My e-Participation Story - Page 9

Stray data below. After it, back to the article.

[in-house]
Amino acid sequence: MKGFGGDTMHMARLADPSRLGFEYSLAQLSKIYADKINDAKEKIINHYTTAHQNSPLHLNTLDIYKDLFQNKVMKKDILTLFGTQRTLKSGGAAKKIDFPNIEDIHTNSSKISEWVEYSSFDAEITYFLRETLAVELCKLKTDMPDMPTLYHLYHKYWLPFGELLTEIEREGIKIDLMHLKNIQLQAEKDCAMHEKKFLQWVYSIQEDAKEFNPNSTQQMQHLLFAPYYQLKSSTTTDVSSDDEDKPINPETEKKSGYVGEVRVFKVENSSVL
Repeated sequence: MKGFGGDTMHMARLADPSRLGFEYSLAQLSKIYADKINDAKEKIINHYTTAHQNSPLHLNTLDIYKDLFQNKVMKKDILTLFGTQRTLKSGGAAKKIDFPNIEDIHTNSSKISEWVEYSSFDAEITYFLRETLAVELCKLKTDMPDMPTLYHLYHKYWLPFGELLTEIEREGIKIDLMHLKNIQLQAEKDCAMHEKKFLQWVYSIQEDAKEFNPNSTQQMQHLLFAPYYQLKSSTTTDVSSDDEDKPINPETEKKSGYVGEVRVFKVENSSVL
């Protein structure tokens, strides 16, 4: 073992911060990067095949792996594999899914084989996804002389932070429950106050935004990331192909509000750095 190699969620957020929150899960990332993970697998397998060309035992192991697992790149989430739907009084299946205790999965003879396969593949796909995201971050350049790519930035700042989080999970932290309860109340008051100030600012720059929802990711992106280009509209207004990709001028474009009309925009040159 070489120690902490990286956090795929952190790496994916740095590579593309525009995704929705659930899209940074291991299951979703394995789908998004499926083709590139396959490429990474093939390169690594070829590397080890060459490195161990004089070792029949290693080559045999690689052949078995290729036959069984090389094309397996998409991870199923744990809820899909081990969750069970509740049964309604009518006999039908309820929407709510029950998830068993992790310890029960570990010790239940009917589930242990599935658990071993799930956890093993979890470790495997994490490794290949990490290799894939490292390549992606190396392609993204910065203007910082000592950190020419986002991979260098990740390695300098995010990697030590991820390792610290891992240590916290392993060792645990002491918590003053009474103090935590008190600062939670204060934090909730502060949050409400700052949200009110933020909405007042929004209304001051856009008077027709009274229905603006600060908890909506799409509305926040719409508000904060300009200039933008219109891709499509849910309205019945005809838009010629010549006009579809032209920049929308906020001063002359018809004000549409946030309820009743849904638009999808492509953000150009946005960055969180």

But in 2007 the house was sold to a private investor by Berlin’s senate without any protection for the tenants. After rent control dropped in 2014 the investor sent a plan for modernisation. They also announced a rent increase of up to 80% - unaffordable to most pensioners who faced the loss of their homes despite having been assured in writing that their homes were safe, even if the house would be sold privately! Younger tenants, who had moved in after the sale, terminated their lease within a couple of weeks: no one wanted to live on a building site for two years and have to pay more rent afterwards. Around 30 pensioners aged between 73 and 98 did not want to move out as the community was very important to them: game nights, excursions, the house choir, birthday celebrations together... At first they tried talking to the investor, but without success. The city expressed their regret at the sale of the house without protecting the rights of the elderly, but also said that these now have to “live with it”. The seniors did not see it that way and wanted to make the situation public. In June 2014 they designed their own webpage and opened an online petition on They were totally overwhelmed by huge public attention, not only in Berlin and nationwide, but also internationally! “Buy back the house” was their demand to the Berlin senate. Today the petition has more than 104,000 signatures and the seniors have many new supporters around the world via mail, Facebook and Twitter. There are, for example, students from Barcelona who interviewed the ‘Trümmerfrauen’ and wrote their final thesis about their experiences. The seniors have learned one thing: the internet and social networks are powerful tools for information sharing, contacts and participation. �9